You’re probably already using Monads but you may not realise it. If you’ve called
flatMap on an
you’re playing with Monads. But what exactly are Monads and why do we use them?
In very simple terms a Monad has a
flatMap method and we use them for sequencing effectful operations e.g.
fetch a user based on her id; then fetch the orders associated with this user
What is a Monad?
A Monad is a Functor (it has a
map method) but it also has
flatMap is simply a combination of
Monads must obey certain laws. I don’t believe it’s necessary to fully understand these laws unless you’re writing your
own Monads so I won’t go into them here. You can read more on the cats website. At this stage you just need to know
Either (Scala 2.12+) can all be thought of as Monads
What do we use Monads for?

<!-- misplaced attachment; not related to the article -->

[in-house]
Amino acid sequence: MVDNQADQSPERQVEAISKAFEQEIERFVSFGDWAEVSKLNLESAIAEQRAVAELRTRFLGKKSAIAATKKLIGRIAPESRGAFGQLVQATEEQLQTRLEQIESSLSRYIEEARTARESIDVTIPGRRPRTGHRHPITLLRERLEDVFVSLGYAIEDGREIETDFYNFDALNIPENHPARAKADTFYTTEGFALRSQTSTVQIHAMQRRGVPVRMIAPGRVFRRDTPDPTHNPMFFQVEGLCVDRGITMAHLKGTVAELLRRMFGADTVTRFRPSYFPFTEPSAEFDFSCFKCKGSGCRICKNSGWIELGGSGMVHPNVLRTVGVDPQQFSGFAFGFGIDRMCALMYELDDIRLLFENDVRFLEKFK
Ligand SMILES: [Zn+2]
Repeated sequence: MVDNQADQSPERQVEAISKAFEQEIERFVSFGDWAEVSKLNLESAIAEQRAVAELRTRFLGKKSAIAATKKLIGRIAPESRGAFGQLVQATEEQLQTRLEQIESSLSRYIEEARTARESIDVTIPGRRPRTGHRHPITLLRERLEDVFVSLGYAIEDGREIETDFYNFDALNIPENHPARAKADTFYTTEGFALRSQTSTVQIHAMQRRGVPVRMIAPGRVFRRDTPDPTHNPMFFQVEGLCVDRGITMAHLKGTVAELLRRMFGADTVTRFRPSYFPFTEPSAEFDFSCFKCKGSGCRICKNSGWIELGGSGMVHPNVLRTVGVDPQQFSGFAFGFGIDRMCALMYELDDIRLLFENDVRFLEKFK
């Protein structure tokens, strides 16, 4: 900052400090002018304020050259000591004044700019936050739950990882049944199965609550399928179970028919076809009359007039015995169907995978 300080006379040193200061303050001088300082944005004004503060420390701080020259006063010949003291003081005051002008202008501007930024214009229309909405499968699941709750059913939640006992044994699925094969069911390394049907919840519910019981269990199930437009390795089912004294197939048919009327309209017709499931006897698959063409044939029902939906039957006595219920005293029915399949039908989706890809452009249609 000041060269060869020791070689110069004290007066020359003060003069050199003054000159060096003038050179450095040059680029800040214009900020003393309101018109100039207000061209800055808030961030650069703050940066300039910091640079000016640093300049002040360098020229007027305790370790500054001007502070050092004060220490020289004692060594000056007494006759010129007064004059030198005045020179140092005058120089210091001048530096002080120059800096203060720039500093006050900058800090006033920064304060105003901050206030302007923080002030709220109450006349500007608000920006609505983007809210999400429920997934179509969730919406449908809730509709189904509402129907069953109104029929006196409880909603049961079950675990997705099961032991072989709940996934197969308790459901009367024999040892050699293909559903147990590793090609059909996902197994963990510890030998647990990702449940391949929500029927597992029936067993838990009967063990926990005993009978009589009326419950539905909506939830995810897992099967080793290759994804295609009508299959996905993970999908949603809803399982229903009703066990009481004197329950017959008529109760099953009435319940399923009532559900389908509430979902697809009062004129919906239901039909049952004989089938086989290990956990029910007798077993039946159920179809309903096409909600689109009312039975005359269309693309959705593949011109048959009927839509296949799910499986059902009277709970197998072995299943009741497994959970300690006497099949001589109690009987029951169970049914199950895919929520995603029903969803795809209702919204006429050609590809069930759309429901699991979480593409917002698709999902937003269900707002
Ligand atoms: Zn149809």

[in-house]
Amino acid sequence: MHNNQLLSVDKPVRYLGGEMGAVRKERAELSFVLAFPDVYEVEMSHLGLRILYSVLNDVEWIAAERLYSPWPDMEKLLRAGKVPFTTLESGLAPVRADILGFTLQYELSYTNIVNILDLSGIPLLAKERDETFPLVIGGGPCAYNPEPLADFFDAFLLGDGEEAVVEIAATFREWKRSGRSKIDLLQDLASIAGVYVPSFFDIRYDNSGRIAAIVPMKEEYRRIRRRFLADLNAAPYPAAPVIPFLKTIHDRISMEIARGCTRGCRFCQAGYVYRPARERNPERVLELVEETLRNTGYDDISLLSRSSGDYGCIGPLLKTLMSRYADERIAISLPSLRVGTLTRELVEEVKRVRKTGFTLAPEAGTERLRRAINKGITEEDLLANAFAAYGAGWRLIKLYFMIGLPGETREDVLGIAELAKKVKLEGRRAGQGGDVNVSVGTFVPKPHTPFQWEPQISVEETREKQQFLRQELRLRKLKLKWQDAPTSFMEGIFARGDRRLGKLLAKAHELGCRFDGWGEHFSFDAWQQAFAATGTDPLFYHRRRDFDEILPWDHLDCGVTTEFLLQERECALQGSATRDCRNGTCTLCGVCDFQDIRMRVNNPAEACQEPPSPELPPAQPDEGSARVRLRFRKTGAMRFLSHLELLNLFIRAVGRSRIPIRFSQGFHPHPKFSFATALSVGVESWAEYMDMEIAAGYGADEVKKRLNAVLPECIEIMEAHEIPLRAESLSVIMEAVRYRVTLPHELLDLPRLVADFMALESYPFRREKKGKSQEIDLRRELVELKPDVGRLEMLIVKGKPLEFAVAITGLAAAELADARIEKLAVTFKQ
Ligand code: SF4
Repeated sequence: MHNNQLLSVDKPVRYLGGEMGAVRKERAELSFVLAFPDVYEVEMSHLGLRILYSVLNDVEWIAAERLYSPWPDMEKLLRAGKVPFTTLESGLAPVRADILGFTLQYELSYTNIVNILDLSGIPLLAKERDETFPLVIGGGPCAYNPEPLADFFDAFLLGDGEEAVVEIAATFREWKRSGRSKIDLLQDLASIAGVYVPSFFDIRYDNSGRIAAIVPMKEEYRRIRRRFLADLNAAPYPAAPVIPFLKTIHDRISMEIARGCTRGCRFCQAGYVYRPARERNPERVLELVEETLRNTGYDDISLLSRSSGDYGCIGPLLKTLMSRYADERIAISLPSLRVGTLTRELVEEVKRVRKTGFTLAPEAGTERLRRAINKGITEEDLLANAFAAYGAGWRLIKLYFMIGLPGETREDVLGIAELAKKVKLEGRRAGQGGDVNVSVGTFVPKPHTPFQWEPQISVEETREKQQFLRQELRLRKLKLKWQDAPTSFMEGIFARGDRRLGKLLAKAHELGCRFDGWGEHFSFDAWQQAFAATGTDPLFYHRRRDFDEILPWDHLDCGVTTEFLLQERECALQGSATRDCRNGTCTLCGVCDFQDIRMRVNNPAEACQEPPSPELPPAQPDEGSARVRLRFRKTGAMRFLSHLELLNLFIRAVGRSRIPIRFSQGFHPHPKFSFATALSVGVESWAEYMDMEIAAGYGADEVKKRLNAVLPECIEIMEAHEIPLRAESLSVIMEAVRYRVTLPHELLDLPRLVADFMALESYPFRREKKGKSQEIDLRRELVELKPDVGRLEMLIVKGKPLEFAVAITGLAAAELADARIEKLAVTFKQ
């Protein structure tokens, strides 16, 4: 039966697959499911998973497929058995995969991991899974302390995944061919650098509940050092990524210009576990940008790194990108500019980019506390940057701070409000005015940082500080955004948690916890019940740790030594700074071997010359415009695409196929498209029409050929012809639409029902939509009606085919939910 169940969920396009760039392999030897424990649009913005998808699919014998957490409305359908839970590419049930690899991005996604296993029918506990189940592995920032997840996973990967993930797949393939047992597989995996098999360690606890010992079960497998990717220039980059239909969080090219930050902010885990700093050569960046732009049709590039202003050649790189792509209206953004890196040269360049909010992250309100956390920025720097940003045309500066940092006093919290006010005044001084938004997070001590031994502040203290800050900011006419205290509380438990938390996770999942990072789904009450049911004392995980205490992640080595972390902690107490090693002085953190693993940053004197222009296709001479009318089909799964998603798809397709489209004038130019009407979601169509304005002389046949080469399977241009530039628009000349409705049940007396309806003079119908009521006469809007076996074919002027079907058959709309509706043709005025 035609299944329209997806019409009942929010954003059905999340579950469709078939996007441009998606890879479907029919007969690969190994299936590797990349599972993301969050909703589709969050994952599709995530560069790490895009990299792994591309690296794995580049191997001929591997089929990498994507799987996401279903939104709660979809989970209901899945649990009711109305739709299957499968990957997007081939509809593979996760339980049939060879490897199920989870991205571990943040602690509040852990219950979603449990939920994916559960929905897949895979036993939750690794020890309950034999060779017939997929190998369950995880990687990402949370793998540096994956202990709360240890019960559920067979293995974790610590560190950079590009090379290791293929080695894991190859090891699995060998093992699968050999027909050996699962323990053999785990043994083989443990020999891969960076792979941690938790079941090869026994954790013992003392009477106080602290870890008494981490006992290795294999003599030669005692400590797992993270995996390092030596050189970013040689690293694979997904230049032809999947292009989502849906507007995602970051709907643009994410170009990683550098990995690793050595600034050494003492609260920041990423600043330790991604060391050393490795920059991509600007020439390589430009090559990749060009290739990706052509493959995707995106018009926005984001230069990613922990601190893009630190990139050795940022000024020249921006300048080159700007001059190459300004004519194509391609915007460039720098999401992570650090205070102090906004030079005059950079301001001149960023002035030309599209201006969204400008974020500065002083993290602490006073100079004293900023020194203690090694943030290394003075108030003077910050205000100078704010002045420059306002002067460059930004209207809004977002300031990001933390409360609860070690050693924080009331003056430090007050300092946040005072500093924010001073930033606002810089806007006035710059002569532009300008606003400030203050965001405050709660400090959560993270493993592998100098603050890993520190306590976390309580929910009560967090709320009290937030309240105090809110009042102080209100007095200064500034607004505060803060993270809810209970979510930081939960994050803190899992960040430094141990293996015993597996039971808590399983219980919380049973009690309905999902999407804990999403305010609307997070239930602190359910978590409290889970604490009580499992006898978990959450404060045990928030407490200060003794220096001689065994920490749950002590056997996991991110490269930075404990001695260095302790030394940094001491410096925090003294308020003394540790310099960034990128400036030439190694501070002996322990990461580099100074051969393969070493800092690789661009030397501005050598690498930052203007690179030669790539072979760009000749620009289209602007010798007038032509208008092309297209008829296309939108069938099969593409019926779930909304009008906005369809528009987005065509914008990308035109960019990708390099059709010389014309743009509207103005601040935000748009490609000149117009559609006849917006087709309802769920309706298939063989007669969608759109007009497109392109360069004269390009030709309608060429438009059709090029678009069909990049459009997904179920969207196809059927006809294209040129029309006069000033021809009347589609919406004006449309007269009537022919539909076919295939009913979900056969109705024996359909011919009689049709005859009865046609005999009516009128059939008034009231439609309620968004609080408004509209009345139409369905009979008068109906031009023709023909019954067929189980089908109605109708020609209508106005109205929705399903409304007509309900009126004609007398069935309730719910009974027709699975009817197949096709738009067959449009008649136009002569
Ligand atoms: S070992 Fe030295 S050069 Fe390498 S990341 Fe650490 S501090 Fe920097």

We use the flatMap method to sequence effectful operations. In simple terms “effectful” means the operations return
For comprehension is often used as syntactic sugar for
def fetchUser(id: Int): Option[User] = ???
def fetchOrder(user: User): Option[Order] = ???
// <- is just a shortcut for flatMap
user <- fetchUser(1)
order <- fetchOrder(user)
} yield (user, order)
We can always compose Functors but not necessarily Monads
What does this mean? It means that so long as we just make use of the map method, we can write generic code that can
handle any stack of Functors e.g.
Option[Future[String]] etc. However the moment we start
flatten we can no longer handle any Monad stack generically.
To understand why this is the case we need to think about structure. In the case of map we’re only changing the innermost type
Future[Option[String]] => Future[Option[Int]] so the only code that needs to be specific is the code to handle this innermost
type, maybe parseInt in this example. We don’t need anything specific to Futures and Options (the Functors).
flatMap we’re actually changing the structure of the Monad stack e.g. a
flatten call would
Seq[Option[String]] => Seq[String] so we need something which understands that a
None should not be included in the
List but a
Some should. We call this code a Monad Transformer
Lean about Monad transformers